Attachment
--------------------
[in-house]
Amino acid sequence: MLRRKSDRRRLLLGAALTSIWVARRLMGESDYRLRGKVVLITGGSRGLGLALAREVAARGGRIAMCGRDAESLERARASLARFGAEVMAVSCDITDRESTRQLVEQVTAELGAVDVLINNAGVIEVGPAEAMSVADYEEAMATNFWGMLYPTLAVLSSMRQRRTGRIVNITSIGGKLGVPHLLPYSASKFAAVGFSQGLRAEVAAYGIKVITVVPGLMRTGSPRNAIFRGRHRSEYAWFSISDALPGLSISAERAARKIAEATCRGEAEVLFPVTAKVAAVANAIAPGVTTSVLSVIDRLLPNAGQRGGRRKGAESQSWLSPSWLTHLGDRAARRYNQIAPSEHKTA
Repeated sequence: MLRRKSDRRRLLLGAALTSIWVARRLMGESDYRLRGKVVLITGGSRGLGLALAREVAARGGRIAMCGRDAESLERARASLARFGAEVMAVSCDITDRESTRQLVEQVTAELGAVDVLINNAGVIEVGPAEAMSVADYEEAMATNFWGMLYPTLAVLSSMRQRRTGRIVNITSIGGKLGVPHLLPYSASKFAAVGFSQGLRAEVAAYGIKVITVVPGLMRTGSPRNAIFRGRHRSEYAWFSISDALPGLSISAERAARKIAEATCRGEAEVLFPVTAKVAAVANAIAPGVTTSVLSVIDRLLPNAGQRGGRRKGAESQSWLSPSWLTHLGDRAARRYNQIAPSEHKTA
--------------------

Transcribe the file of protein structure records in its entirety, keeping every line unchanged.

[in-house]
Amino acid sequence: MLRRKSDRRRLLLGAALTSIWVARRLMGESDYRLRGKVVLITGGSRGLGLALAREVAARGGRIAMCGRDAESLERARASLARFGAEVMAVSCDITDRESTRQLVEQVTAELGAVDVLINNAGVIEVGPAEAMSVADYEEAMATNFWGMLYPTLAVLSSMRQRRTGRIVNITSIGGKLGVPHLLPYSASKFAAVGFSQGLRAEVAAYGIKVITVVPGLMRTGSPRNAIFRGRHRSEYAWFSISDALPGLSISAERAARKIAEATCRGEAEVLFPVTAKVAAVANAIAPGVTTSVLSVIDRLLPNAGQRGGRRKGAESQSWLSPSWLTHLGDRAARRYNQIAPSEHKTA
Repeated sequence: MLRRKSDRRRLLLGAALTSIWVARRLMGESDYRLRGKVVLITGGSRGLGLALAREVAARGGRIAMCGRDAESLERARASLARFGAEVMAVSCDITDRESTRQLVEQVTAELGAVDVLINNAGVIEVGPAEAMSVADYEEAMATNFWGMLYPTLAVLSSMRQRRTGRIVNITSIGGKLGVPHLLPYSASKFAAVGFSQGLRAEVAAYGIKVITVVPGLMRTGSPRNAIFRGRHRSEYAWFSISDALPGLSISAERAARKIAEATCRGEAEVLFPVTAKVAAVANAIAPGVTTSVLSVIDRLLPNAGQRGGRRKGAESQSWLSPSWLTHLGDRAARRYNQIAPSEHKTA